In an uncontested divorce, both parties have reached an agreement on all aspects of the divorce, including but not limited to alimony, custody and parenting time, child support, and equitable distribution. This type of divorce can be less expensive and time-consuming than a contested divorce. Here is the step-by-step process in New Jersey:
Step 1: Meet the Residency Requirement
Before you can file for divorce in New Jersey, either you or your spouse must have lived in New Jersey for at least one year, unless adultery is the grounds for divorce, in order to file a Complaint for Divorce.
Step 2: Prepare the Required Paperwork
You’ll need to prepare and compliant several required documents. The initial set of forms include:
- Complaint for Divorce: This is the main document where you state the grounds for divorce, as well as list the reliefs you are seeking from the court.
- Summons: This form notifies your spouse that you’re filing for divorce.
- Confidential Litigant Information Sheet: This form contains confidential information the court requires to establish and monitor a case.
- Affidavit of Insurance: This firm contains all current insurance policies for the court’s records.
Step 3: File the Paperwork with the Court
The completed forms must be filed with the Superior Court in the county where you or your spouse lives, currently via JEDS—the court’s online filing platform. There’s a filing fee, but you may be eligible for a fee waiver depending on your income and specific circumstances.
Step 4: Serve the Papers
After filing the papers, you must have your spouse formally served with a copy of the divorce papers, which can be done by a sheriff’s officer, a private process server, or anyone over 18 who’s not involved in the case. Your spouse will sign what is called an Acknowledge of Service, which you will file with the court.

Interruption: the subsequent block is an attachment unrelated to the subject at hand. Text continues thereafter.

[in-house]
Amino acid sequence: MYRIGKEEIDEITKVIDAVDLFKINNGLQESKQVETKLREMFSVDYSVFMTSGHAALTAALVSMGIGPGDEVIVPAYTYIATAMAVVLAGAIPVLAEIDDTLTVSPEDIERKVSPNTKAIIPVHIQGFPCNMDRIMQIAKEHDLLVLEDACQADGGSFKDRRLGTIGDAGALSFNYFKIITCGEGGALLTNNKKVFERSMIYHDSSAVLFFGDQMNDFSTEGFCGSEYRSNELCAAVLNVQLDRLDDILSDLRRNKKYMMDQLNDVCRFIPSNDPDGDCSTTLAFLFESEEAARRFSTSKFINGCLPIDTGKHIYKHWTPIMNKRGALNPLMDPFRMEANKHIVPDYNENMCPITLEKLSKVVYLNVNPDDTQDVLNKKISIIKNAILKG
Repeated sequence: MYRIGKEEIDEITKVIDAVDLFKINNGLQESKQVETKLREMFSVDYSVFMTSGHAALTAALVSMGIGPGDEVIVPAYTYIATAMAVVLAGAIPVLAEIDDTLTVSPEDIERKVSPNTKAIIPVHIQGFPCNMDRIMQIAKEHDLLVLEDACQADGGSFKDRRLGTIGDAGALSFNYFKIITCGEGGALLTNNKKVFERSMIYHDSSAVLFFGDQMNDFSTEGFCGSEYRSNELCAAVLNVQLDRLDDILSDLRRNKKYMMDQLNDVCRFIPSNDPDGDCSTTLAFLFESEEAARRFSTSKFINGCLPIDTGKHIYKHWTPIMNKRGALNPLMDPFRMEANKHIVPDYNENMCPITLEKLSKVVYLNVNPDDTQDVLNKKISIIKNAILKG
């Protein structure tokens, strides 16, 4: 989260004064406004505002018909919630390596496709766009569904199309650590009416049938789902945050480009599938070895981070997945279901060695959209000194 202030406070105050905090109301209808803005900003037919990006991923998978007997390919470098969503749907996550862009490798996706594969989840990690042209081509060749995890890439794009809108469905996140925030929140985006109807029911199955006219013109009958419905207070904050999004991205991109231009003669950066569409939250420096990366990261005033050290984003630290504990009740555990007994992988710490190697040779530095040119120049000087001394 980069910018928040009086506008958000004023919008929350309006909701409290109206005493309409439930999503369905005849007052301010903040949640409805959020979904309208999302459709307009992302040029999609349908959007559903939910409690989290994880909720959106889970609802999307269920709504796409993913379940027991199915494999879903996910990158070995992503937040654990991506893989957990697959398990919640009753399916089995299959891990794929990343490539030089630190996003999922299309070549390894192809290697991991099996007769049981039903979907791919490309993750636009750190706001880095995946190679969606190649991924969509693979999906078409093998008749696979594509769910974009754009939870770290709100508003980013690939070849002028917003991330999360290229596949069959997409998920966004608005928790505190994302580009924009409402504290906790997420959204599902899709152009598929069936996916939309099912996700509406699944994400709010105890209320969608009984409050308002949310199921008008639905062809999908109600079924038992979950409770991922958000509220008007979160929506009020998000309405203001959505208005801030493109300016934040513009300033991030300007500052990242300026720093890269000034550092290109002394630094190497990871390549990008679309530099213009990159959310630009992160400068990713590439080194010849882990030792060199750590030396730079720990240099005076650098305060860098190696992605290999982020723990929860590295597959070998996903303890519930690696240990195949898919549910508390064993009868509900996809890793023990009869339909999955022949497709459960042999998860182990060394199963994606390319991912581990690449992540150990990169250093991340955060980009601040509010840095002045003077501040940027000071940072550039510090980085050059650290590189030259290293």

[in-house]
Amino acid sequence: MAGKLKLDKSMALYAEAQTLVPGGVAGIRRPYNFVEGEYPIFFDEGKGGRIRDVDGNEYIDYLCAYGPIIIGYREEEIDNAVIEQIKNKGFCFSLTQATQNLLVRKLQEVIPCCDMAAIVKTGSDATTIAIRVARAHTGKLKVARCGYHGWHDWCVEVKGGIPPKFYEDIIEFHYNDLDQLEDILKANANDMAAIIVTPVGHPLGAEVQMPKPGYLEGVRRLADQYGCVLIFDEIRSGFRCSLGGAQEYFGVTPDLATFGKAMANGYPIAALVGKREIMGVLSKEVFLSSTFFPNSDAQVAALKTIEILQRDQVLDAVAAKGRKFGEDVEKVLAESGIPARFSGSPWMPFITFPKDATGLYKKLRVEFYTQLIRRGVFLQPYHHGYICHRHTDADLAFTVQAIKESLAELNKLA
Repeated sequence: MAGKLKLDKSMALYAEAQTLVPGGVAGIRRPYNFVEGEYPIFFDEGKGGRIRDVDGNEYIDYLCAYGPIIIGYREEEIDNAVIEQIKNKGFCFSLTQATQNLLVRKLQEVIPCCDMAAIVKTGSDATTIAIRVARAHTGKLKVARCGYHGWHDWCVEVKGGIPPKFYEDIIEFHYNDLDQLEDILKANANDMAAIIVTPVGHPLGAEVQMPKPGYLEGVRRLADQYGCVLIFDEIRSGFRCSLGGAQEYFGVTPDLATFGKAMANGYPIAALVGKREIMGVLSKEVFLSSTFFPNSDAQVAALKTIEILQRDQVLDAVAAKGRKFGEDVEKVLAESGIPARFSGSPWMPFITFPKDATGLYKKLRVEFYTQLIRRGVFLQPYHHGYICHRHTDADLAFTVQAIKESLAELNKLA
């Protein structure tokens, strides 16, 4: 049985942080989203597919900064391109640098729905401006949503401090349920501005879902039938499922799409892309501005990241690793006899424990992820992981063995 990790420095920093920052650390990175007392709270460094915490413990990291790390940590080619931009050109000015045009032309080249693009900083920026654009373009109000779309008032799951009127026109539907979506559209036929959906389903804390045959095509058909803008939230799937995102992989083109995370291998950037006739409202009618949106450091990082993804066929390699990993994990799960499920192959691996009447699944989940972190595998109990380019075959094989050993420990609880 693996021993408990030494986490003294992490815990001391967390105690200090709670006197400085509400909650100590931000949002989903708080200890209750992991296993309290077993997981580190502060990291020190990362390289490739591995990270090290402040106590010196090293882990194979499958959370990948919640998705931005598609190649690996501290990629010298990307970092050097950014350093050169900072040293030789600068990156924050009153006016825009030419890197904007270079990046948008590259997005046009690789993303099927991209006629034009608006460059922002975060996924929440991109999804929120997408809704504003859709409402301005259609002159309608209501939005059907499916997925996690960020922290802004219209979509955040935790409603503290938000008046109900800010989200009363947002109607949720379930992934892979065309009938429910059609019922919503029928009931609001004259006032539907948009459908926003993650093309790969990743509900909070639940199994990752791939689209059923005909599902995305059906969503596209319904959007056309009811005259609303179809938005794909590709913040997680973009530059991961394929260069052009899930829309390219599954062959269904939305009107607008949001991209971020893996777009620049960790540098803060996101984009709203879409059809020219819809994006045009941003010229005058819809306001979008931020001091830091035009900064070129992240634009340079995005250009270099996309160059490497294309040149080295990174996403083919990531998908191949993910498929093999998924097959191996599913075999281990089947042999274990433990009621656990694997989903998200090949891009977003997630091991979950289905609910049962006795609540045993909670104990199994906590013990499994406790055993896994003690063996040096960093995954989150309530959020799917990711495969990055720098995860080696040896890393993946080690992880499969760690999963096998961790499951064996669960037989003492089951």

Step 5: Your Spouse’s Response
Your spouse may elect to file an Answer or Appearance, or an Answer and Counterclaim, and request their own relief from the Court.
Step 6: Request a Default
If your spouse fails to respond within 35 days, you can file a Request to Enter Default in order to move your matter forward.
Step 7: Prepare and Submit Final Judgment and Marital Settlement Agreement
Once the required time period has passed, you can submit proposed Final Judgment of Divorce and a Marital Settlement Agreement, which will be signed by both parties and reflect the agreements you and your spouse have made.
Step 8: Attend a Hearing
The court may schedule a hearing. Attend the hearing with all your paperwork, where you’ll be asked to testify about the information you’ve provided. The court may address your matter “on the papers” and request you complete additional forms to confirm your divorce.
Step 9: Receive your Divorce Decree
If the judge approves your divorce, they’ll sign the Final Judgment of Divorce and incorporate any signed Agreement submitted. This legally ends your marriage, and you’ll receive a copy of the signed Judgment of Divorce. We recommend that you keep the original copy of your Judgment of Divorce and Marital Settlement somewhere safe, as well as an electronic copy somewhere easily accessible.
Remember, while an uncontested divorce may seem straightforward, it’s still important to have a clear understanding of your legal rights and ensure your final Agreement addresses all relevant issues. Consulting with a legal professional can ensure that your interests are well protected.
If you or someone you know has a question regarding an uncontested divorce or a Marital Settlement Agreement, contact the Williams Law Group, at (908) 810-1083, today to learn more about how we can assist you.